LIMA (Reuters) - Peru’s privately-run pension funds are uniting to ward off any sweeping changes to the country’s retirement system once proposed by President-elect Ollanta Humala.
Though the pension funds, with $30 billion in deposits, are the country’s most important source of investment capital in one of the world’s fastest-growing economies, they have been criticized for charging high fees to contributors and for signing up only 30 percent of all workers.
Fund managers say the system could be improved, especially if the government does more to bring in the large numbers of workers who toil in Peru’s vast informal economy, but they dismiss any talk of nationalizing the system as foolish.
In his original campaign platform, Humala, a radical turned moderate leftist who will take office next month, proposed a mandatory, government-run pension system that would have effectively destroyed the funds, known as AFPs.
It would be the first substantial overhaul since the system was established in 1992 to get rid of an ineffective public system.
Faced with fierce criticism, Humala backed away from the plan prior to winning the June 5 election. He now proposes a more modest reform that would give a minimum public pension to all Peruvians over 65 who lack a private fund, similar to a reform Chile made in 2008.
Humala says this watered-down reform would leave the private system in place and only modestly add to the country’s fiscal burden.
Still, skeptics fear his government might ultimately try to push for more far-reaching changes, even though the new Congress will be highly-fractured and Humala’s party won’t have a majority. AFPs are working to draw up their own reform package that they hope will appeal to the majority of legislators.
“The four different AFPs are in agreement and we hope the new Congress proposes something quickly — the idea is to have talks in July and for something to be presented the first week of August,” said Fernando Munoz, an adviser to the AFP Association.
One of the proposals the AFPs agree on would require self-employed workers to enroll in private plans. Wildcat miners, subsistence farmers and craftsmen work in the economy’s informal sector, limiting the growth of AFPs.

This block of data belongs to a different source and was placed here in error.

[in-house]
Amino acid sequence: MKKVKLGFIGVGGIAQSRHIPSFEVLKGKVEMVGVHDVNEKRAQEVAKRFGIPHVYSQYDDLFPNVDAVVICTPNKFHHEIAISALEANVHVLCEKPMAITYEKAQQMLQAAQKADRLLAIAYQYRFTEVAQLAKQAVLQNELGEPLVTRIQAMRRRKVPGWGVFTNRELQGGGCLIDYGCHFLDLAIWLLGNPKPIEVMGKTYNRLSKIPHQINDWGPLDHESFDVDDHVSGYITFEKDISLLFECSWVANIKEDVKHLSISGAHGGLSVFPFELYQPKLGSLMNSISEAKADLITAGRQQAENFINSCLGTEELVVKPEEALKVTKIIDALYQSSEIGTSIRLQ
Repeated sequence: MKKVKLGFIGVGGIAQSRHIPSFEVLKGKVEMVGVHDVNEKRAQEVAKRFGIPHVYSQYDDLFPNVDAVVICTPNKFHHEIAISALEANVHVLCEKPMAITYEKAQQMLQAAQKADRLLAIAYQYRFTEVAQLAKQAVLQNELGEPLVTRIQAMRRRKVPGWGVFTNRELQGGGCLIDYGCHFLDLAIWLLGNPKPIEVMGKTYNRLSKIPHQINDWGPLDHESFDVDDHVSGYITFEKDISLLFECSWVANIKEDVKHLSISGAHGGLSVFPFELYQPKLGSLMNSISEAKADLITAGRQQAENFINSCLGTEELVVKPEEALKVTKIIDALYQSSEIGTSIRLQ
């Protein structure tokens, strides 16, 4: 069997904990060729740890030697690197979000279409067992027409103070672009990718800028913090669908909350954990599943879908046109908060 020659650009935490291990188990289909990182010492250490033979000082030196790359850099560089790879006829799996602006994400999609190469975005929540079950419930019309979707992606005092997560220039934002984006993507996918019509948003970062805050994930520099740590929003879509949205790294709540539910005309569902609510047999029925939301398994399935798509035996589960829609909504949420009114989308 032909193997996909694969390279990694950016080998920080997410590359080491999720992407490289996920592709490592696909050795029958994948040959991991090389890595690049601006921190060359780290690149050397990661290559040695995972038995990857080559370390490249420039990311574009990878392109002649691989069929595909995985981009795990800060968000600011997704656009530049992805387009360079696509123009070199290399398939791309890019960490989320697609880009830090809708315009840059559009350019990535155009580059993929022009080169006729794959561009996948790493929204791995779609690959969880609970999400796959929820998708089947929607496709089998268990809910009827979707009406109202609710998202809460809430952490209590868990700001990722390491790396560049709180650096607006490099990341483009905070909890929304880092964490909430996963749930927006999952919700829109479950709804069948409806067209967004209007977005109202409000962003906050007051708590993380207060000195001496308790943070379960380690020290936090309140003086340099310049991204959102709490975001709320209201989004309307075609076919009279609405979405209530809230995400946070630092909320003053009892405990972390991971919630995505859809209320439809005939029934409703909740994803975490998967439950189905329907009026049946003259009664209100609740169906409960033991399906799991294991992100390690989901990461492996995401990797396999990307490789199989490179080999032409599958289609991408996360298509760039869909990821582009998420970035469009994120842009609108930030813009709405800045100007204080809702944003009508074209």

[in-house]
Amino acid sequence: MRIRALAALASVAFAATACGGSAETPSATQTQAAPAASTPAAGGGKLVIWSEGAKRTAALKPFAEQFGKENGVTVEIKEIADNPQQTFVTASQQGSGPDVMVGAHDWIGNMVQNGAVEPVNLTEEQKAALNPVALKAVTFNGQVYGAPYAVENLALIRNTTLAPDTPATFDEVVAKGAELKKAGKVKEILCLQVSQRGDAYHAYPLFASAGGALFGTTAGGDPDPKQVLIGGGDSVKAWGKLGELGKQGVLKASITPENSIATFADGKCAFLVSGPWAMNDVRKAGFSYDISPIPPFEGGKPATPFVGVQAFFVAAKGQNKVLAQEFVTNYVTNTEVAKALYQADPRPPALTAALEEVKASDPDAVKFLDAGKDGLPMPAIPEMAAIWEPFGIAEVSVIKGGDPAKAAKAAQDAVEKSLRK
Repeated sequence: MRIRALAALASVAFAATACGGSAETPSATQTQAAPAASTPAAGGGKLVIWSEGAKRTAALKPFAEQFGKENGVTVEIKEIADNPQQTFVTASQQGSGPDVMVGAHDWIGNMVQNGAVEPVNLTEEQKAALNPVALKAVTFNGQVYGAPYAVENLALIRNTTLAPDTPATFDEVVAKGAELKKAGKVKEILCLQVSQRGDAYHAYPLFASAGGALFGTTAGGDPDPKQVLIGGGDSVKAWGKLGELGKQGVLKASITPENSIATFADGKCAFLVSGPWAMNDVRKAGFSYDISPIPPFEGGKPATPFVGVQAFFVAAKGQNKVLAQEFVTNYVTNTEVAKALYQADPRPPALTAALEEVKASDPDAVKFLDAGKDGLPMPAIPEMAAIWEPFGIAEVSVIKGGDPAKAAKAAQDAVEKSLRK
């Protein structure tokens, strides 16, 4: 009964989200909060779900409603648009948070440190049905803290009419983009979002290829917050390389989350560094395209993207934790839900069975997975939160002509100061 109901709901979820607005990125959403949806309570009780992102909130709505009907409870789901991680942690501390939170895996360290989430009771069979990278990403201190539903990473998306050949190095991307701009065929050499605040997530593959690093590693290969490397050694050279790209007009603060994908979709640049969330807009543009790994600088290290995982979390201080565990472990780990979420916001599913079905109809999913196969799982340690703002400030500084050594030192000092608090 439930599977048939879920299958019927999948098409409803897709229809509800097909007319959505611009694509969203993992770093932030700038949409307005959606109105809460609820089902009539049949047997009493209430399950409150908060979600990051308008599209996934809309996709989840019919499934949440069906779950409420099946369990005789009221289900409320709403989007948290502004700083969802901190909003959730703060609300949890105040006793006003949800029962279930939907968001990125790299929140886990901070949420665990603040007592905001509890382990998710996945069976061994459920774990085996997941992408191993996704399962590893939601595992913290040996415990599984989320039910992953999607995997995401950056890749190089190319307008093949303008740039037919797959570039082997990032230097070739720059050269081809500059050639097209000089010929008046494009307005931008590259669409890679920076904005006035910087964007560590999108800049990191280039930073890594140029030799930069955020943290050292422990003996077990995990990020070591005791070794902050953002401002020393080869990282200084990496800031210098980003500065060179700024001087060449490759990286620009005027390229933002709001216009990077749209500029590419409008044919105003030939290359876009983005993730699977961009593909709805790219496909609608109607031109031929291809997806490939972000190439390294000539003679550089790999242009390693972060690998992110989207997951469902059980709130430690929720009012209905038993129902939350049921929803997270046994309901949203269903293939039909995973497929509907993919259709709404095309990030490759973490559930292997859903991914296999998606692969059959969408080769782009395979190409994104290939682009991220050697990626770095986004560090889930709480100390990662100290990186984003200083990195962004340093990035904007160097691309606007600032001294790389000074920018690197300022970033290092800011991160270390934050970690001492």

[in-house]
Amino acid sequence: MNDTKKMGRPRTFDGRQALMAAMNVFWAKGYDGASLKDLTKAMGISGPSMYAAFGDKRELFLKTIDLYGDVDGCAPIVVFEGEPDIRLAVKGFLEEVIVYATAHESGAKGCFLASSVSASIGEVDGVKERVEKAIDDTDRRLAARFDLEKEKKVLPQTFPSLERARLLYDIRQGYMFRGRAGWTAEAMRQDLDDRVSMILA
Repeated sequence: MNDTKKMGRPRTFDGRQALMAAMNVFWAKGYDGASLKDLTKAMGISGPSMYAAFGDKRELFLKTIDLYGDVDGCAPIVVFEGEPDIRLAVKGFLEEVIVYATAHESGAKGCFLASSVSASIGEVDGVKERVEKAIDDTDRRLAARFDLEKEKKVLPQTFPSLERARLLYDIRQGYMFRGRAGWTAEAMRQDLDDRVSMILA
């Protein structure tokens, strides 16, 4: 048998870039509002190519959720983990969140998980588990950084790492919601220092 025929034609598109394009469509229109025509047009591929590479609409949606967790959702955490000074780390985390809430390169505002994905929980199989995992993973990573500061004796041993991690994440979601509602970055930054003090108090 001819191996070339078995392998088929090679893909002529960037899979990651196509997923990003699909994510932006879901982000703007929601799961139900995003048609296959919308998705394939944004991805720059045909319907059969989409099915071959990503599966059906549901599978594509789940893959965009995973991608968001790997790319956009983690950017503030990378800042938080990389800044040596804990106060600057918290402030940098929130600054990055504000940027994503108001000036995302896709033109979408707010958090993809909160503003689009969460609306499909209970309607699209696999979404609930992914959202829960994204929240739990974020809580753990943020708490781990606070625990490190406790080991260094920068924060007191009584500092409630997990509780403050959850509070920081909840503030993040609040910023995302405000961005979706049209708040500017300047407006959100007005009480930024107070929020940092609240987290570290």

Another proposal would eliminate fees based on a percentage of a worker’s income and instead charge commissions based on assets held. A similar change implemented by Mexico reduced commissions by nearly 40 percent.
“Changes must take place this year. They have been delayed for too long,” said Beatriz Merino, head of the country’s association of private pension fund managers. “We hope that more Peruvians will have a pension.”
Fund managers say preserving the heart of the current system is crucial for Peru, which historically has lacked deep pools of private capital to finance growth.
The AFPs have deposits equal to 20 percent of gross domestic product in Peru’s surging economy.
Merino opposes any reform that would be similar to Argentina’s nationalization of private pensions in 2008. In that move, the cash-strapped Argentine state took over private pension funds and created a new public system.
It expanded coverage to some 2 million more people, but thousands of retirees have since sued the state, discontent with their meager public retirement benefits.
Critics say public systems pose conflicts of interest for governments that could be tempted to borrow from retirement funds in lean budget times or require the funds to buy government bonds at sweetheart rates.
“It really puts the country on a bad fiscal path, which private pension reform was supposed to change in the first place by not putting everything on a public system,” said John Pollner, an analyst at the World Bank in Washington.
The AFPs are quick to say they are driving economic growth by being the biggest investors in Peru’s stock market and, to a lesser extent, by funding housing construction, infrastructure, and government bonds.
“Reform should be built over what already exists because the system has had good results and is fundamental for economic growth in Peru,” said David Tuesta, chief economist for the pension unit of Spanish bank BBVA.
Reporting by Caroline Stauffer; Editing by Terry Wade and Padraic Cassidy